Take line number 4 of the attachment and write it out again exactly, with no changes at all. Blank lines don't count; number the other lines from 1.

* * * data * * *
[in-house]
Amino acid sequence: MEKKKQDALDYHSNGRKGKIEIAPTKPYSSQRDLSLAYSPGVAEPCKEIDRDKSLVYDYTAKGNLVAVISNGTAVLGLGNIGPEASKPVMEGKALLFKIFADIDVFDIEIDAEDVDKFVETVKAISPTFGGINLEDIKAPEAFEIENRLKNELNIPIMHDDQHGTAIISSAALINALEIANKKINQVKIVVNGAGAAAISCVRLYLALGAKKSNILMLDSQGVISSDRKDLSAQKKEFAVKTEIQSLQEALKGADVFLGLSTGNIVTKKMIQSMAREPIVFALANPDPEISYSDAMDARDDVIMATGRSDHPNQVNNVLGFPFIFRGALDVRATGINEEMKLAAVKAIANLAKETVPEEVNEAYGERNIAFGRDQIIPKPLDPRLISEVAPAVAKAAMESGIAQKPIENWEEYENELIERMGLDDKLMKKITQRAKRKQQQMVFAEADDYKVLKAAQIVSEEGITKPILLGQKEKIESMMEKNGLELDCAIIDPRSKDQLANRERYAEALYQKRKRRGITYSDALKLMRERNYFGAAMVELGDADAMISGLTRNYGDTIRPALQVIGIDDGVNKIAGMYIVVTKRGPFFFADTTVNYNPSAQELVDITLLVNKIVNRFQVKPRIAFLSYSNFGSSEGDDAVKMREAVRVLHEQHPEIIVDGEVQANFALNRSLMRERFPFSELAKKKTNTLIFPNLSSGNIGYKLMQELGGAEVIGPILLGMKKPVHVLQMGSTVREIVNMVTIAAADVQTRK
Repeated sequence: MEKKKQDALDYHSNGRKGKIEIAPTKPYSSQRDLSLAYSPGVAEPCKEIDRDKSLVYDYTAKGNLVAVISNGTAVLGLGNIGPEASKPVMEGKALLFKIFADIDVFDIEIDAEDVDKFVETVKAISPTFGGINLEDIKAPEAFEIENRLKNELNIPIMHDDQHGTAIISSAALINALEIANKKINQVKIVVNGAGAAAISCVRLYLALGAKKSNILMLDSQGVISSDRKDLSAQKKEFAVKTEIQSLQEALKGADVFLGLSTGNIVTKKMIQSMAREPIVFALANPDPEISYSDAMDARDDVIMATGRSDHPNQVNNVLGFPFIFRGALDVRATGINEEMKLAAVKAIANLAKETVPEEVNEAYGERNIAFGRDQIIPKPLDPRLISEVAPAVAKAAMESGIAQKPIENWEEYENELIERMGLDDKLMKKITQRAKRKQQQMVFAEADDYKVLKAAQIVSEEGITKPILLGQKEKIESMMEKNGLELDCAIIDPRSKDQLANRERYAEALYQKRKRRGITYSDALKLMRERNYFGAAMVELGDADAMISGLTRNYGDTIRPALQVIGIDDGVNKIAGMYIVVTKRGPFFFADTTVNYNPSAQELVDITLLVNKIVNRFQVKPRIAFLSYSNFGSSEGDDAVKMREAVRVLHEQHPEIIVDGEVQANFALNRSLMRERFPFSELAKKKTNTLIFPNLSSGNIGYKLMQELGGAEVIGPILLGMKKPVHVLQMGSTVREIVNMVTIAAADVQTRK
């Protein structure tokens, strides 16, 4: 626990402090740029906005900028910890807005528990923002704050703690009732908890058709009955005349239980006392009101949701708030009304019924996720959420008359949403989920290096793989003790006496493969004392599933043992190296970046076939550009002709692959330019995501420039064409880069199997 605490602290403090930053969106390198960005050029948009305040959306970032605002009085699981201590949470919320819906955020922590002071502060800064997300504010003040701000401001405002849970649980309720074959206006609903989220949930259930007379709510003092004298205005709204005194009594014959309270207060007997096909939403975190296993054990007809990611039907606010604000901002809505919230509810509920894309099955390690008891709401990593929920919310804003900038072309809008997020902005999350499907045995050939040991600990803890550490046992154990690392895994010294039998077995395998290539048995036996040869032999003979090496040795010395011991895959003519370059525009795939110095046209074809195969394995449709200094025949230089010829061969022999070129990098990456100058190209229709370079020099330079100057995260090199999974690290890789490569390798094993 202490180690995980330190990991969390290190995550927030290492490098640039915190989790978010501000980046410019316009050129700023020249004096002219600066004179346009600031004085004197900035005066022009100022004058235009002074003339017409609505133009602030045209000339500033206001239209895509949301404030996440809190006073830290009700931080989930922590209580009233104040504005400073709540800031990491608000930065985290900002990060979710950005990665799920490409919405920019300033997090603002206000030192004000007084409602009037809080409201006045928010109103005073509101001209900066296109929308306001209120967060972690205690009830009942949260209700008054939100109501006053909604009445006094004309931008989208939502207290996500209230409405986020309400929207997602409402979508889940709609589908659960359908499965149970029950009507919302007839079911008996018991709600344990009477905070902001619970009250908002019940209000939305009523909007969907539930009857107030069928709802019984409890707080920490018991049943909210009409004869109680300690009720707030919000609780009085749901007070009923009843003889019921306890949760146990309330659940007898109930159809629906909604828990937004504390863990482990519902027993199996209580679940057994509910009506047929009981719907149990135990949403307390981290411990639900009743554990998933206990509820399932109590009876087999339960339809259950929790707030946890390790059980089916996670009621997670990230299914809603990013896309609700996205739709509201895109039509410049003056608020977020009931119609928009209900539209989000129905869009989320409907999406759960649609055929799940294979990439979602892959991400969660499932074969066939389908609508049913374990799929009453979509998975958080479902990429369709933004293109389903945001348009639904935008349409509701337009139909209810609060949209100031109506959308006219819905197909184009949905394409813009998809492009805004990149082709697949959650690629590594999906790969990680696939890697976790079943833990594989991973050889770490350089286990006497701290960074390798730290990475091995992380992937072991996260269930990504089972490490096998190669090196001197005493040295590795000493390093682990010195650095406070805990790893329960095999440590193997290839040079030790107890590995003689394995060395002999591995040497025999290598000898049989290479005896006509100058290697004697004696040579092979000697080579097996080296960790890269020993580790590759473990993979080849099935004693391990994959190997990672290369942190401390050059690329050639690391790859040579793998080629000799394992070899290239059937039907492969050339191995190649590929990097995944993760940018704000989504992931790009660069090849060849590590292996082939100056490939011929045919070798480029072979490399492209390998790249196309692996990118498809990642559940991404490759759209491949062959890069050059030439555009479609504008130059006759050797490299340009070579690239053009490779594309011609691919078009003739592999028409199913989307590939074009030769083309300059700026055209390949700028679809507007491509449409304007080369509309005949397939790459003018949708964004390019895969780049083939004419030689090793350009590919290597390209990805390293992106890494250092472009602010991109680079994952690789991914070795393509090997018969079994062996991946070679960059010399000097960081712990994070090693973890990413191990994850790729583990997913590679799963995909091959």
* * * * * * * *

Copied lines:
């Protein structure tokens, strides 16, 4: 626990402090740029906005900028910890807005528990923002704050703690009732908890058709009955005349239980006392009101949701708030009304019924996720959420008359949403989920290096793989003790006496493969004392599933043992190296970046076939550009002709692959330019995501420039064409880069199997 605490602290403090930053969106390198960005050029948009305040959306970032605002009085699981201590949470919320819906955020922590002071502060800064997300504010003040701000401001405002849970649980309720074959206006609903989220949930259930007379709510003092004298205005709204005194009594014959309270207060007997096909939403975190296993054990007809990611039907606010604000901002809505919230509810509920894309099955390690008891709401990593929920919310804003900038072309809008997020902005999350499907045995050939040991600990803890550490046992154990690392895994010294039998077995395998290539048995036996040869032999003979090496040795010395011991895959003519370059525009795939110095046209074809195969394995449709200094025949230089010829061969022999070129990098990456100058190209229709370079020099330079100057995260090199999974690290890789490569390798094993 202490180690995980330190990991969390290190995550927030290492490098640039915190989790978010501000980046410019316009050129700023020249004096002219600066004179346009600031004085004197900035005066022009100022004058235009002074003339017409609505133009602030045209000339500033206001239209895509949301404030996440809190006073830290009700931080989930922590209580009233104040504005400073709540800031990491608000930065985290900002990060979710950005990665799920490409919405920019300033997090603002206000030192004000007084409602009037809080409201006045928010109103005073509101001209900066296109929308306001209120967060972690205690009830009942949260209700008054939100109501006053909604009445006094004309931008989208939502207290996500209230409405986020309400929207997602409402979508889940709609589908659960359908499965149970029950009507919302007839079911008996018991709600344990009477905070902001619970009250908002019940209000939305009523909007969907539930009857107030069928709802019984409890707080920490018991049943909210009409004869109680300690009720707030919000609780009085749901007070009923009843003889019921306890949760146990309330659940007898109930159809629906909604828990937004504390863990482990519902027993199996209580679940057994509910009506047929009981719907149990135990949403307390981290411990639900009743554990998933206990509820399932109590009876087999339960339809259950929790707030946890390790059980089916996670009621997670990230299914809603990013896309609700996205739709509201895109039509410049003056608020977020009931119609928009209900539209989000129905869009989320409907999406759960649609055929799940294979990439979602892959991400969660499932074969066939389908609508049913374990799929009453979509998975958080479902990429369709933004293109389903945001348009639904935008349409509701337009139909209810609060949209100031109506959308006219819905197909184009949905394409813009998809492009805004990149082709697949959650690629590594999906790969990680696939890697976790079943833990594989991973050889770490350089286990006497701290960074390798730290990475091995992380992937072991996260269930990504089972490490096998190669090196001197005493040295590795000493390093682990010195650095406070805990790893329960095999440590193997290839040079030790107890590995003689394995060395002999591995040497025999290598000898049989290479005896006509100058290697004697004696040579092979000697080579097996080296960790890269020993580790590759473990993979080849099935004693391990994959190997990672290369942190401390050059690329050639690391790859040579793998080629000799394992070899290239059937039907492969050339191995190649590929990097995944993760940018704000989504992931790009660069090849060849590590292996082939100056490939011929045919070798480029072979490399492209390998790249196309692996990118498809990642559940991404490759759209491949062959890069050059030439555009479609504008130059006759050797490299340009070579690239053009490779594309011609691919078009003739592999028409199913989307590939074009030769083309300059700026055209390949700028679809507007491509449409304007080369509309005949397939790459003018949708964004390019895969780049083939004419030689090793350009590919290597390209990805390293992106890494250092472009602010991109680079994952690789991914070795393509090997018969079994062996991946070679960059010399000097960081712990994070090693973890990413191990994850790729583990997913590679799963995909091959």